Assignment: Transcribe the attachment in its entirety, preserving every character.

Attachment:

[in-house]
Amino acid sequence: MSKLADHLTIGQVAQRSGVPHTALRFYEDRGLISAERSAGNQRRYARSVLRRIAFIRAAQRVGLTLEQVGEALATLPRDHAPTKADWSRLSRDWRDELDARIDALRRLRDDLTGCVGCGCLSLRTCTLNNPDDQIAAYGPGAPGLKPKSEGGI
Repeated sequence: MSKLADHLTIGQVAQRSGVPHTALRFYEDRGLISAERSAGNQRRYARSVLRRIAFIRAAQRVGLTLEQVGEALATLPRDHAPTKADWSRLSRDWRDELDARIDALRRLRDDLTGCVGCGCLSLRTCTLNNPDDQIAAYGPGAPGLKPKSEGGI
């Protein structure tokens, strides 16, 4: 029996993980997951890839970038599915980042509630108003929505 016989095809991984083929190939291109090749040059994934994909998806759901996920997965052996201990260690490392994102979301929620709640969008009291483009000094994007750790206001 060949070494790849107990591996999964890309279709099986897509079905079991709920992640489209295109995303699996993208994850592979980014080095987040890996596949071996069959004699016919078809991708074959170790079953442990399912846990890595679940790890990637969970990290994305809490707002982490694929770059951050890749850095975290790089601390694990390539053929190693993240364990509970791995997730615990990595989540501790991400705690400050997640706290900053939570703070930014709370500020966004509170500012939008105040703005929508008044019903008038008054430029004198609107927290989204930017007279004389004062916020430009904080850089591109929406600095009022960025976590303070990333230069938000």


[in-house]
Amino acid sequence: MSKLADHLTIGQVAQRSGVPHTALRFYEDRGLISAERSAGNQRRYARSVLRRIAFIRAAQRVGLTLEQVGEALATLPRDHAPTKADWSRLSRDWRDELDARIDALRRLRDDLTGCVGCGCLSLRTCTLNNPDDQIAAYGPGAPGLKPKSEGGI
Repeated sequence: MSKLADHLTIGQVAQRSGVPHTALRFYEDRGLISAERSAGNQRRYARSVLRRIAFIRAAQRVGLTLEQVGEALATLPRDHAPTKADWSRLSRDWRDELDARIDALRRLRDDLTGCVGCGCLSLRTCTLNNPDDQIAAYGPGAPGLKPKSEGGI
């Protein structure tokens, strides 16, 4: 029996993980997951890839970038599915980042509630108003929505 016989095809991984083929190939291109090749040059994934994909998806759901996920997965052996201990260690490392994102979301929620709640969008009291483009000094994007750790206001 060949070494790849107990591996999964890309279709099986897509079905079991709920992640489209295109995303699996993208994850592979980014080095987040890996596949071996069959004699016919078809991708074959170790079953442990399912846990890595679940790890990637969970990290994305809490707002982490694929770059951050890749850095975290790089601390694990390539053929190693993240364990509970791995997730615990990595989540501790991400705690400050997640706290900053939570703070930014709370500020966004509170500012939008105040703005929508008044019903008038008054430029004198609107927290989204930017007279004389004062916020430009904080850089591109929406600095009022960025976590303070990333230069938000």